Delivery of the simulator from the Texas company is expected before the end of the year.
"Under our Army Aviation Training and Training Support contract, Boeing has traditionally taught students to fly Kiowas using classroom-based instruction and real flight hours," said Mark Brownsey, senior manager of AATTS for Boeing Defense Australia.
"Over the next year, we'll assess the effectiveness of transferring some of this curriculum to the synthetic environment, which has the potential to reduce costly flight hours and improve safety and training outcomes for the Australian army."
Helimod provides significant advances in flight and helicopter simulation by offering affordable, accurate simulation for a wide range of training applications. The simulator is reconfigurable for all types of helicopters through the attachment of different modules.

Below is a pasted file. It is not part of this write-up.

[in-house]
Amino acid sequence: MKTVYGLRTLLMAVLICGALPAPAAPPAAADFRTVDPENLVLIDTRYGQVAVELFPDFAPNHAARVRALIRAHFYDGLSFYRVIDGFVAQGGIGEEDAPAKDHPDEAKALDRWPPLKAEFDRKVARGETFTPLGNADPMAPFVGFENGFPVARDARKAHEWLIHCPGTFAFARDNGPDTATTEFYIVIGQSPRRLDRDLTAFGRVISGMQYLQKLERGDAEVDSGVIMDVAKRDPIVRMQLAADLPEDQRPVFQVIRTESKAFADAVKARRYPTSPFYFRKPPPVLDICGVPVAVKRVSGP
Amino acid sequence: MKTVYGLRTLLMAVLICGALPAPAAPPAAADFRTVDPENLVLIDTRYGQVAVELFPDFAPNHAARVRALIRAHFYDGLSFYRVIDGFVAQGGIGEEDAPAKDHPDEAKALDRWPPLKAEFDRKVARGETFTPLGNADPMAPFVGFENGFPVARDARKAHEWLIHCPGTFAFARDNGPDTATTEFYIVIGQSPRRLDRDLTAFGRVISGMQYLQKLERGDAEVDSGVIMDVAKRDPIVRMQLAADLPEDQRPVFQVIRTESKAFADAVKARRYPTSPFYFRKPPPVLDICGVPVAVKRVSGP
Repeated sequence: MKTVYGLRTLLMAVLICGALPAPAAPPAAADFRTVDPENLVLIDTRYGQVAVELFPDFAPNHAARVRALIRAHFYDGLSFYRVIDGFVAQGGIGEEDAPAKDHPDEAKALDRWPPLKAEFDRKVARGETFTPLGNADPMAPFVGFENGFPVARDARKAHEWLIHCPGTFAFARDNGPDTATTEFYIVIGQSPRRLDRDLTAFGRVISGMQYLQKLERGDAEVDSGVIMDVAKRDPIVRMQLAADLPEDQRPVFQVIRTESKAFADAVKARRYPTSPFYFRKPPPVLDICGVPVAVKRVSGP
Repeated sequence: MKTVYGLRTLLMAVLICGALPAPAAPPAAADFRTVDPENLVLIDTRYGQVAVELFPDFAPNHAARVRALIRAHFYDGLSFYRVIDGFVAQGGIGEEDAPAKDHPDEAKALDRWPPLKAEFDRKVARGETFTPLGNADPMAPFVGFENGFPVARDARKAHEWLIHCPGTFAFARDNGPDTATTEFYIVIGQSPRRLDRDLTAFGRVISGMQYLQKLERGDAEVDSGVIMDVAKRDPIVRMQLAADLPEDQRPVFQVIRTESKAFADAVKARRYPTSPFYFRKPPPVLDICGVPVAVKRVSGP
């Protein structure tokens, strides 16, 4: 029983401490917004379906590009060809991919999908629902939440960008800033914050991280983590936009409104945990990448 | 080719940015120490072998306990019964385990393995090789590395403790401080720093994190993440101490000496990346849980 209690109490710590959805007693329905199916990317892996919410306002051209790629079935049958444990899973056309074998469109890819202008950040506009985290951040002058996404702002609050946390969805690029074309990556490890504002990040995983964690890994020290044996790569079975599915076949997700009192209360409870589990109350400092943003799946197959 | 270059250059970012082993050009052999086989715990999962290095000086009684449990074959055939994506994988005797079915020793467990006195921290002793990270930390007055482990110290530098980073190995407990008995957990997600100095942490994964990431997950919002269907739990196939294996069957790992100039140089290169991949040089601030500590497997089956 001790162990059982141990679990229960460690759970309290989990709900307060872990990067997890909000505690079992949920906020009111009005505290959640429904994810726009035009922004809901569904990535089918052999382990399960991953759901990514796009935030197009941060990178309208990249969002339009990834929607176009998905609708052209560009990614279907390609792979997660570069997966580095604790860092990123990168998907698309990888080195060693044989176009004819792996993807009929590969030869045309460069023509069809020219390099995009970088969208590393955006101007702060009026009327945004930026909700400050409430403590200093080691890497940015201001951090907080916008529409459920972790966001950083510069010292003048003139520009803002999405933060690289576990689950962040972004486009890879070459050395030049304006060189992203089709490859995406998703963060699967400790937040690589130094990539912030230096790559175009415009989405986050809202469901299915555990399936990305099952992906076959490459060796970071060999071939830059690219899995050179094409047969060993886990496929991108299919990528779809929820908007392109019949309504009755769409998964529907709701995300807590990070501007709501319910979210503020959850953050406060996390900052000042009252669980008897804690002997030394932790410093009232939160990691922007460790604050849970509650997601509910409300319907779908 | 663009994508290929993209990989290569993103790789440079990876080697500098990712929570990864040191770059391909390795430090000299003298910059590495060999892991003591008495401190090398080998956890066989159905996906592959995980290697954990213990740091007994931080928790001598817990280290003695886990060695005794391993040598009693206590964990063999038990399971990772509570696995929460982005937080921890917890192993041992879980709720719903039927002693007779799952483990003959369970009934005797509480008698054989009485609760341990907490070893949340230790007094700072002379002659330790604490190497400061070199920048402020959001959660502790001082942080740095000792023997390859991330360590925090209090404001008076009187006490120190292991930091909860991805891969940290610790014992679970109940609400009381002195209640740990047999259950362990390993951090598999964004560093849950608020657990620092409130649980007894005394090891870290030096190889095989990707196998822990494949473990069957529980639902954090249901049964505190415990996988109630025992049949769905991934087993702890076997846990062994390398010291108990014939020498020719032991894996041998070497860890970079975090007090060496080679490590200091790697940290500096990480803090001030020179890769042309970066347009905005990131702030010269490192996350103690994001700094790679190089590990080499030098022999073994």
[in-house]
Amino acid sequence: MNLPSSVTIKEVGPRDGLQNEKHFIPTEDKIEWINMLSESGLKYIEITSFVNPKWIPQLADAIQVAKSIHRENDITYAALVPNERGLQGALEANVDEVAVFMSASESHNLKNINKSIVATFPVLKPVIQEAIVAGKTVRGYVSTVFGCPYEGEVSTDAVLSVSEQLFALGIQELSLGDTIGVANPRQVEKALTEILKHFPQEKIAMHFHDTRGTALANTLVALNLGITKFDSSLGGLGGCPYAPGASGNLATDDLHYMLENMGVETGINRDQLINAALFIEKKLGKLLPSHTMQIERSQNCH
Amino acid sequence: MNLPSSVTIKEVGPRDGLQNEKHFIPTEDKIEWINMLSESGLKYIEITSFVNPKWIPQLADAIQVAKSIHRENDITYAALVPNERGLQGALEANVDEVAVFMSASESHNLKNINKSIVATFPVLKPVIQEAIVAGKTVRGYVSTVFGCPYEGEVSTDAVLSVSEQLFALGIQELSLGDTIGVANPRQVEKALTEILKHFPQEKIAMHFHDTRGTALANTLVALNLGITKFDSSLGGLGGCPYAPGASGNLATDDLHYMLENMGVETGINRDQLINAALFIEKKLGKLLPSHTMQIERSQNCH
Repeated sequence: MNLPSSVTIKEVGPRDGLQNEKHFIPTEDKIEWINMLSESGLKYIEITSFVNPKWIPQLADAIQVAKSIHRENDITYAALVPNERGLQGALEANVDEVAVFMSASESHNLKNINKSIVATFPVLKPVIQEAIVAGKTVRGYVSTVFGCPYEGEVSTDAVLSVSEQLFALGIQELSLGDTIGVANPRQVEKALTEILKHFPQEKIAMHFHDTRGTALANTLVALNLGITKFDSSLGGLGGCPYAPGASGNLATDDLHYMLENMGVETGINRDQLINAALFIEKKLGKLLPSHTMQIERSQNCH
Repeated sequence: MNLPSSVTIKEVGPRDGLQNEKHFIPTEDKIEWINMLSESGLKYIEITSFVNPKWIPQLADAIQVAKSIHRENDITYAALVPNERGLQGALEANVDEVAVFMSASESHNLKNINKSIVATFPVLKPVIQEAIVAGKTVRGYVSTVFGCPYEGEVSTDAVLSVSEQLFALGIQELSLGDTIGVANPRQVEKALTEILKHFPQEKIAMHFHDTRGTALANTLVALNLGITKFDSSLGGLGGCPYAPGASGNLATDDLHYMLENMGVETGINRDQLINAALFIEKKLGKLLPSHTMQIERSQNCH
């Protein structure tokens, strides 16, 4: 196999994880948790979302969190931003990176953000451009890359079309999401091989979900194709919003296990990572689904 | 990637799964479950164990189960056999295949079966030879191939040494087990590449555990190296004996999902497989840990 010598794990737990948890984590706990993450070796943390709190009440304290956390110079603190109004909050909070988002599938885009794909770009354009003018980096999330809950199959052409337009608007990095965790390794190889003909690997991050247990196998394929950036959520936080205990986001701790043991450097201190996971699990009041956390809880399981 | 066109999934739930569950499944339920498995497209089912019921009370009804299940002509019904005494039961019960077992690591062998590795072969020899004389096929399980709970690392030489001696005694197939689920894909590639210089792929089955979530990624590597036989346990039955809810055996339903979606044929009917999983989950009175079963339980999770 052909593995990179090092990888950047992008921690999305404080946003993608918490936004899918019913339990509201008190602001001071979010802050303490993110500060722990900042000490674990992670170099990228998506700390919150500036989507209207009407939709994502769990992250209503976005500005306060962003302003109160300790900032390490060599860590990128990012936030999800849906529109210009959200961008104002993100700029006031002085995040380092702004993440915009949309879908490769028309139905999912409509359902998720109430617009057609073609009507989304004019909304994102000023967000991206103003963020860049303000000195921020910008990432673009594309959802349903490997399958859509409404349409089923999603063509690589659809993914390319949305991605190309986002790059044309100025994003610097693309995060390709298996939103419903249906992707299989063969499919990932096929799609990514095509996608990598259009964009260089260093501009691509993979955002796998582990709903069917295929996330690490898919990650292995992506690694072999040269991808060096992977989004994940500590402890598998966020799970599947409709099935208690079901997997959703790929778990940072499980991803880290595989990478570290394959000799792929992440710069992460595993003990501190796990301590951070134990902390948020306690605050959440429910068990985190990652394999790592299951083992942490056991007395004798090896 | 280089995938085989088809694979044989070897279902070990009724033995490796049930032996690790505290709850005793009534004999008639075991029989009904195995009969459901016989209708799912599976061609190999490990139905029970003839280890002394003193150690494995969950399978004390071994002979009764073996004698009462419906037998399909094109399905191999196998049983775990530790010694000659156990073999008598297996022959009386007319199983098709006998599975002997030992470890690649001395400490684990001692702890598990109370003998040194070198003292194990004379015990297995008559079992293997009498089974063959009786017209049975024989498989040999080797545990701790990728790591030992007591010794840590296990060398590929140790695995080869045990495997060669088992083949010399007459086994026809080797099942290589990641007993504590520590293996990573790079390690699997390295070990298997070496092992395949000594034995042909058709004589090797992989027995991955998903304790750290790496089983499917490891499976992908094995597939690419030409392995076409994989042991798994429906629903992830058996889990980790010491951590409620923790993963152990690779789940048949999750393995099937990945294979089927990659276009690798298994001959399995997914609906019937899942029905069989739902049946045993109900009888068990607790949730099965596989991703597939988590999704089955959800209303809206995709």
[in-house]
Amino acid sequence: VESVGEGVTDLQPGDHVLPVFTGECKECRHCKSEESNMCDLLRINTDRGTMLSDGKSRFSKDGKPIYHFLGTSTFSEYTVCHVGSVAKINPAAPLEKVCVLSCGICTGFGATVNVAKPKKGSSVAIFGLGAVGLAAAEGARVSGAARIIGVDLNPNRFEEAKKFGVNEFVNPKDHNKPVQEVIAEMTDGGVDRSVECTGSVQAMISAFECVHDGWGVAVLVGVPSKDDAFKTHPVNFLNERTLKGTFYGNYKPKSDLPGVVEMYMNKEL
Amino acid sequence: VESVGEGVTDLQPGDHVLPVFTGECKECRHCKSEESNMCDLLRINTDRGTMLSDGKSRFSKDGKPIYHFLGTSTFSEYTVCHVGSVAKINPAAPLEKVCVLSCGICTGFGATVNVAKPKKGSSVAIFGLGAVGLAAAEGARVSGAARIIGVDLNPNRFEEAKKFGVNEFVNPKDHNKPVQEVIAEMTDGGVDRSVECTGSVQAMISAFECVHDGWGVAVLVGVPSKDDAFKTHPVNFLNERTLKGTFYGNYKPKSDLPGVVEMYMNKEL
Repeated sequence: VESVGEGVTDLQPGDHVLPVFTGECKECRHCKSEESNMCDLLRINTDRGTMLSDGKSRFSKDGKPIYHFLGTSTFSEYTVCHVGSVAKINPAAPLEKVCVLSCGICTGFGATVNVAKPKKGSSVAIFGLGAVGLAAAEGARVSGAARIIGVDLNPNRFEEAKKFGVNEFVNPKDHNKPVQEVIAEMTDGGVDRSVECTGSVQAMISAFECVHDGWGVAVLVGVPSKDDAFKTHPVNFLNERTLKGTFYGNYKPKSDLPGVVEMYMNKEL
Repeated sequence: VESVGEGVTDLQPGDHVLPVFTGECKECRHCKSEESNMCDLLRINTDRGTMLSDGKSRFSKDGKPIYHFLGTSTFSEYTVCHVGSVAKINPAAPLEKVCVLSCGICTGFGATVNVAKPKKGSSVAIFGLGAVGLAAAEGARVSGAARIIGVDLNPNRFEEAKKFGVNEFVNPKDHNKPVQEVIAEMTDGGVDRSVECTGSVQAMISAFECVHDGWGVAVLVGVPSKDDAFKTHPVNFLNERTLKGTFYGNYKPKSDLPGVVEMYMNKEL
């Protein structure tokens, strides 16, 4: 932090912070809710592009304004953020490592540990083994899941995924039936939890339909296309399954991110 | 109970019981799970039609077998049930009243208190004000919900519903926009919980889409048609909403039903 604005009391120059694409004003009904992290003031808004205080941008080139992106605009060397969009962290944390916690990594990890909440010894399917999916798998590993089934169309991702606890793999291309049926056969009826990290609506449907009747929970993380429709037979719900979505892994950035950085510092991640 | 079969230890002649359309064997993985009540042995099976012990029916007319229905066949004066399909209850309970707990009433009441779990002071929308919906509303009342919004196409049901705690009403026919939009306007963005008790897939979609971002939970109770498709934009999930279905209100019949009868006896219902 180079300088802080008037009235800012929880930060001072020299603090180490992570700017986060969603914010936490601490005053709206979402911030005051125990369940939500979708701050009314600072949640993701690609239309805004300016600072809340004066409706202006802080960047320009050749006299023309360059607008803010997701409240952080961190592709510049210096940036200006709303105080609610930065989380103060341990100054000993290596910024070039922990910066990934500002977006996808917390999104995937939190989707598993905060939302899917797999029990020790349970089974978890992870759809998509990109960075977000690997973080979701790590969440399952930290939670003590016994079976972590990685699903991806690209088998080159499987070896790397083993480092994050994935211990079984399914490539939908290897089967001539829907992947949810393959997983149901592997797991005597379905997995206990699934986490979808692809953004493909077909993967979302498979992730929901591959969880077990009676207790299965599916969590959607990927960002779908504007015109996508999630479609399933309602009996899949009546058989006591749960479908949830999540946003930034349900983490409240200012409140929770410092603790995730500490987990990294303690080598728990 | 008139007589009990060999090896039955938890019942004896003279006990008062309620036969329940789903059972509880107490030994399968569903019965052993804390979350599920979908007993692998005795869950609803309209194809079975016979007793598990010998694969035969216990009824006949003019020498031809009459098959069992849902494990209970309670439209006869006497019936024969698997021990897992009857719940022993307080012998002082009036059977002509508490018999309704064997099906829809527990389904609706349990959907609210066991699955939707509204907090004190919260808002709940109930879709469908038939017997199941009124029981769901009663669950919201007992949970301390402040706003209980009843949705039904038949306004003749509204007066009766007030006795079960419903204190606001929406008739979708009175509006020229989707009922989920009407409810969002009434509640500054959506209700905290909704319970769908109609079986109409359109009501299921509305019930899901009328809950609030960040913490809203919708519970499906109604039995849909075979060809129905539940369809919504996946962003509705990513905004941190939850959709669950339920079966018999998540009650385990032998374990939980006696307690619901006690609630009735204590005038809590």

The Australian army primarily uses the Kiowa as a lead-in trainer to the Boeing CH-47D Chinook, Tiger Armed Reconnaissance Helicopter and Multi-Role Helicopter 90.
"The benefit of introducing students to helicopter simulator technology at an earlier stage of their rotary wing training is that we improve their overall readiness for learning to fly more advanced helicopters and, in turn, provide the Australian army with pilots who are more technically proficient, safer and mission-ready," Brownsey said.
Boeing said will continue to deliver the AATTS until the Australian Defense Force's Air 9000 Phase 7-Helicopter Aircrew Training System project is introduced. Boeing is a strong contender for HATS, which will modernize and combine rotary wing training for the Australian army and navy.
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